Overqualified: A recent example

To: Human resources, Worker's Compensation Board
Re: Adjudication Manager.

I am a recent graduate from a doctorate program in nursing, and I am enclosing my resume for your review. It details the numerous internships and volunteer work that I have performed in the satisfying field of Adjudication, and I hope that it reflects my complete and utter devotion to the field. I have long admired the severe and final adjudication handed down by the Worker's Compensation Board of Nova Scotia, and I think that I will be happy working for you.

Though you will find that none of my previous jobs have been directly related to adjudication responsibilities, I think I can show that I do not lack experience. I have often taken the initiative upon myself, adjudicating with neither the knowledge or the thanks of my superiors.

A recent example might help to demonstrate my dedication to the true justice that is adjudication: While working as an intern at the Victoria General Hospital, my job was to process dozens of applications every day for one of our hospital's more expensive procedures. These applications were filed, and eventually passed on to the hospital adjudication board. In order to lessen their load, and to help them in the sorting process, I made it my personal mission to dispose of those proposals which were clearly unsuitable and constituted a waste of their time. I worked as an unofficial adjudication screener.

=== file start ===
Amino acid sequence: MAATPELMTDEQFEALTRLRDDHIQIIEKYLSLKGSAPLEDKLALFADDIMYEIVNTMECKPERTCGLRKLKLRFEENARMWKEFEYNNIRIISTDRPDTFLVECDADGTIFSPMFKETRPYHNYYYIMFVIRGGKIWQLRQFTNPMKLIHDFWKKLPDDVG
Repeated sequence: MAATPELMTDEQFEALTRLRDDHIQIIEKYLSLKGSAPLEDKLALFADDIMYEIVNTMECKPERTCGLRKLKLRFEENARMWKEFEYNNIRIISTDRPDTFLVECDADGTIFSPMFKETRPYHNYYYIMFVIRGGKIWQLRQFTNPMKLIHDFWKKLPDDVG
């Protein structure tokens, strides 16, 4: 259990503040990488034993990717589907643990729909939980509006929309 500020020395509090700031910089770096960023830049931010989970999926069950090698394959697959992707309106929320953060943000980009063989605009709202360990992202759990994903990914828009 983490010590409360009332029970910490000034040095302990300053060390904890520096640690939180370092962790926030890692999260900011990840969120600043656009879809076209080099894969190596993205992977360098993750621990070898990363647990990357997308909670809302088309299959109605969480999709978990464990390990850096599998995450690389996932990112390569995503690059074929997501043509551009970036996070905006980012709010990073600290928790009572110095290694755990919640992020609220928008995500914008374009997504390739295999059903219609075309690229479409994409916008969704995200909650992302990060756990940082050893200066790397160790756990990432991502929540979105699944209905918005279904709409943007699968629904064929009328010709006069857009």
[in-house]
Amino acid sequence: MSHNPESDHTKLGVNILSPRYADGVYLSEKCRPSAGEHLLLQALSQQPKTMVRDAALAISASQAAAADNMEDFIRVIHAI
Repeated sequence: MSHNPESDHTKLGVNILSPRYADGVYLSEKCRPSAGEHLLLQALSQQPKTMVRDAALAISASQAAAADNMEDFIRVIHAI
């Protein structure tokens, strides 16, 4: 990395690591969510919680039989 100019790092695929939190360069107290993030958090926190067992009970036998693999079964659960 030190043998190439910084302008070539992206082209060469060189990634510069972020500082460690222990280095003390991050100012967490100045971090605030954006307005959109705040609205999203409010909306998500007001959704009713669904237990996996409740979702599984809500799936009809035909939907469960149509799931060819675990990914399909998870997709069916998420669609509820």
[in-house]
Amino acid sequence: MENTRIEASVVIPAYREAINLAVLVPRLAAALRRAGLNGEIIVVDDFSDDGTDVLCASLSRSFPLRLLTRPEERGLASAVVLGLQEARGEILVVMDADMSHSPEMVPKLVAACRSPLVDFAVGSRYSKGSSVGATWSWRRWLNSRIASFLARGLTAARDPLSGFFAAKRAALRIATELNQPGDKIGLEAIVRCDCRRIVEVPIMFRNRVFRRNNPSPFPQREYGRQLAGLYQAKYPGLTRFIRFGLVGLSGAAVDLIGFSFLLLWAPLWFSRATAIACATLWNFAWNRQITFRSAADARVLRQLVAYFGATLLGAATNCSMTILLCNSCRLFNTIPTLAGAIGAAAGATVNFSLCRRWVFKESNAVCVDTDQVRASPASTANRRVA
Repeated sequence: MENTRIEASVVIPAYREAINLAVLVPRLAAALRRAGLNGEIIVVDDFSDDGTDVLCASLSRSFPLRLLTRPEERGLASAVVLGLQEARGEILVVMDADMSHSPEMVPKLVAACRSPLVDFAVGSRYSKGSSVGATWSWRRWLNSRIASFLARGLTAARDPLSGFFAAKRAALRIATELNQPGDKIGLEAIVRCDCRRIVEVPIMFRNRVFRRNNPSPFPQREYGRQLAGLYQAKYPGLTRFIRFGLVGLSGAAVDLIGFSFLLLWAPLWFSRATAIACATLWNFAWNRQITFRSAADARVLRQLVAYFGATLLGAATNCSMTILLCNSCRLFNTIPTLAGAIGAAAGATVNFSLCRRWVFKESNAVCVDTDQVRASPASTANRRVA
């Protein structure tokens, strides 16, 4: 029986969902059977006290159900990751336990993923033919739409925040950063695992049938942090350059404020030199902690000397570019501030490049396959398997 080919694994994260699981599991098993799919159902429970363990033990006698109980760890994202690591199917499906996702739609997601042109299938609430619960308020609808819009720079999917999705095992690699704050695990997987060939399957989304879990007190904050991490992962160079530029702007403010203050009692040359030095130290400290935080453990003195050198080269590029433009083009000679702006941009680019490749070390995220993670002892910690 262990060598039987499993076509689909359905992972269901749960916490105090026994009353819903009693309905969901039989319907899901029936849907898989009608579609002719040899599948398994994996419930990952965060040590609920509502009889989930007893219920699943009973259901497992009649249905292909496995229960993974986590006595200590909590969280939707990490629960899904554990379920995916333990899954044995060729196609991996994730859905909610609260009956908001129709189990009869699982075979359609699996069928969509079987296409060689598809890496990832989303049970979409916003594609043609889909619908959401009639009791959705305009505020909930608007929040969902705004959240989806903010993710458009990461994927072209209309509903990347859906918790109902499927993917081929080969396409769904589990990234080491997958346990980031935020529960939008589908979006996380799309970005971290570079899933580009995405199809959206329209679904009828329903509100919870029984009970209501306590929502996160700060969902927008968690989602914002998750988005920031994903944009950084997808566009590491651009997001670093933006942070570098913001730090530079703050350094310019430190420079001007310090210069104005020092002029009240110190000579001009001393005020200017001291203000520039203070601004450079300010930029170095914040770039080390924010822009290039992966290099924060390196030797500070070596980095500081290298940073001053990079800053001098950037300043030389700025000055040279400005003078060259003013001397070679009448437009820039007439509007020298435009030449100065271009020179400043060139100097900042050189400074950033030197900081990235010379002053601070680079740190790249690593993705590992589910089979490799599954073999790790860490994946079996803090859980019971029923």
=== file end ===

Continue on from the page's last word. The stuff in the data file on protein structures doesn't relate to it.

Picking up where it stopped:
While there, I averted an awkward situation where the adjudication staff would have had to decide between two patients, both in dire need of treatment. The first patient was an elderly man of ill repute. Let me be perfectly clear when I tell you that he was a vagrant. He signed his name with an X, and he stared openly at the breasts of female patients. I have often seen him while Saturday shopping, sitting on the side of the road jingling his change jar at people as though he deserved their money. As though it were owed him!

The other patient was a young man from the local university; An upstanding citizen with his entire life ahead of him. He smiled at me with genuine charm, and I wondered to myself if he might not one day be walking those halls as a doctor himself. He was a lovely young man. I wouldn't be able to consider myself a human being if I were to pass both applications on to the adjudication board, where both men would be reduced to their names, where they might be considered as equals.

Adjudication of that sort should be handled by the people who actually deal with the patients, by those of us who have seen these vagrants spitting on the ground. It should be the responsibility of people who are more equipped to decide where the money would be better spent. You can imagine which of the two I chose, and it is upon this faultless sense of adjudication which you will be able to rely when I am your employee.

Thank you for taking the time to consider my resume, and I look forward to hearing from you in the future.

You may contact me by email or phone.


Joey Comeau.